More and more wood in Norwegian forests
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lst, The National Forest Inventory, timber, logs, productive forest area, growing stock, growth, quality class, felling class, spruce, pine, broad-leaved treesForestry , Agriculture, forestry, hunting and fishing

The National Forest Inventory2004-2008



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More and more wood in Norwegian forests

The volume of growing stock continues to increase. According to calculations from the National Forest Inventory, the volume has increased by 19 million cubic metres from 2007. The total growing stock in Norwegian forests is now 784 million cubic metres.

Annual increment inside bark, by tree species. 1933-2008. 1 000m3

Growing stock inside bark, by tree species. 1933-2008. 1 000m3

Out of the total growing stock, 725 million cubic metres stand on the productive forest area. The annual increment in productive forest amounted to 23.6 million cubic metres in 2008, while the annual increment in total was almost 25 million cubic metres. The increment decreased slightly for the third year in a row.

More broad-leaved

Spruce is the most common species of tree with 45 per cent of growing stock, followed by pine with 32 per cent and broad-leaved with 23 per cent. During the last 40 years, the spruce stock has increased by 56 per cent, pine by 90 per cent and the broad-leaved by 136 per cent. In total, the growing stock is 80 per cent higher than 40 years ago.

More spruce in Western Norway

Spruce was most common in the counties of Sør-Trøndelag and Nord-Trøndelag and represented 63 per cent of the volume of growing stock in these counties. In the well forested counties in the eastern part of Norway, spruce also amounted to more than half of the volume. In the northern part of Norway, broad-leaved was most common with 62 per cent of the volume of growing stock. In the western parts of the country, the growing stock was the same level as for spruce, pine and broad-leaved. Fifteen years ago, spruce corresponded to a quarter of the total volume.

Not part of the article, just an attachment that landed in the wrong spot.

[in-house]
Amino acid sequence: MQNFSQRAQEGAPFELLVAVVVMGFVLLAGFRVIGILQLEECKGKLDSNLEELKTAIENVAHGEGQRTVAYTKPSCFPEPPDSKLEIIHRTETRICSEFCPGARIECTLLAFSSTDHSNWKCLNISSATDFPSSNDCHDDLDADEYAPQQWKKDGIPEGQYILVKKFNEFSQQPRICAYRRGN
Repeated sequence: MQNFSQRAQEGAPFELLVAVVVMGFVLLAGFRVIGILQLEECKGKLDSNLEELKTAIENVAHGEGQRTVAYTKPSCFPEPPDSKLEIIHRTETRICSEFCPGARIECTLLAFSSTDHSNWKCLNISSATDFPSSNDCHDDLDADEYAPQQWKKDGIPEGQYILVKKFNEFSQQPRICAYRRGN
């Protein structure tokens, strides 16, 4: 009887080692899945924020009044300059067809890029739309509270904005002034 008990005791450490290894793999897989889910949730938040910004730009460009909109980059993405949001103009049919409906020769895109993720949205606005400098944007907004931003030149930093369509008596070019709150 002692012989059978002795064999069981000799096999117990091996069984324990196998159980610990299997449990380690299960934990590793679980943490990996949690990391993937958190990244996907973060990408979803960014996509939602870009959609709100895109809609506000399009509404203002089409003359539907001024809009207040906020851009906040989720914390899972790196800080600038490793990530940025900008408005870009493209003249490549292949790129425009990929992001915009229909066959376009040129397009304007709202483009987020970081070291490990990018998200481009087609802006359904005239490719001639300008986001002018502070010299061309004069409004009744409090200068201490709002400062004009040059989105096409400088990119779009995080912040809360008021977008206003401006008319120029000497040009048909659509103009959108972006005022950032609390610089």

Growing stock inside bark, by species of tree and surveyed regions. 2003-2008. 1 000 m3

Highest occurrence of dead wood in Telemark and Agder

Habitats for vulnerable and endangered species in forest are registered in the same way as for ordinary forest management planning. For the country as a whole, dead wood lying is the most common of these habitats and was found on 12.7 per cent of the productive forest area. The forest region with the counties of Hedmark, Østfold, Oslo and Akershus had the lowest occurrence of dead wood lying with 6.2 per cent. On the other hand, the counties of Telemark, Aust-Agder and Vest-Agder had the highest occurrence with 18.5 per cent.

The productive forest area below the coniferous forest line, excluding Finnmark county, is estimated to be 74 148 square kilometres. In addition, 17 100 square kilometres is considered as unproductive forest area. The total area of wooded land is approximately 120 000 square kilometres.